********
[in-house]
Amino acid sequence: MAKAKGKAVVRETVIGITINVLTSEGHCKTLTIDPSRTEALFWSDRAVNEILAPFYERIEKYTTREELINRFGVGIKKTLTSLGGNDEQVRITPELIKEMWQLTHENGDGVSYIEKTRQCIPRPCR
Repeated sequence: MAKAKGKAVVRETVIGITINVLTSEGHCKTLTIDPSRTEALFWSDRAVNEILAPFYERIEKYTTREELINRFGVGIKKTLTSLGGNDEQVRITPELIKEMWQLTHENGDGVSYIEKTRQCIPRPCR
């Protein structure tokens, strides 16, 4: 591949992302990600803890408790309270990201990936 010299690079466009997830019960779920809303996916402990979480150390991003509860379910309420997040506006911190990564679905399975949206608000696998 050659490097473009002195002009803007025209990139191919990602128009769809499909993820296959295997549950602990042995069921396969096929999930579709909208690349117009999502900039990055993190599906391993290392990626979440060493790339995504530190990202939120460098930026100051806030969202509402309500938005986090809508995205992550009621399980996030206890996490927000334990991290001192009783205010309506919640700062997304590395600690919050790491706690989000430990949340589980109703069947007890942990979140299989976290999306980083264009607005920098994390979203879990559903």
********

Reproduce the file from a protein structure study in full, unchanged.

[in-house]
Amino acid sequence: MAKAKGKAVVRETVIGITINVLTSEGHCKTLTIDPSRTEALFWSDRAVNEILAPFYERIEKYTTREELINRFGVGIKKTLTSLGGNDEQVRITPELIKEMWQLTHENGDGVSYIEKTRQCIPRPCR
Repeated sequence: MAKAKGKAVVRETVIGITINVLTSEGHCKTLTIDPSRTEALFWSDRAVNEILAPFYERIEKYTTREELINRFGVGIKKTLTSLGGNDEQVRITPELIKEMWQLTHENGDGVSYIEKTRQCIPRPCR
């Protein structure tokens, strides 16, 4: 591949992302990600803890408790309270990201990936 010299690079466009997830019960779920809303996916402990979480150390991003509860379910309420997040506006911190990564679905399975949206608000696998 050659490097473009002195002009803007025209990139191919990602128009769809499909993820296959295997549950602990042995069921396969096929999930579709909208690349117009999502900039990055993190599906391993290392990626979440060493790339995504530190990202939120460098930026100051806030969202509402309500938005986090809508995205992550009621399980996030206890996490927000334990991290001192009783205010309506919640700062997304590395600690919050790491706690989000430990949340589980109703069947007890942990979140299989976290999306980083264009607005920098994390979203879990559903």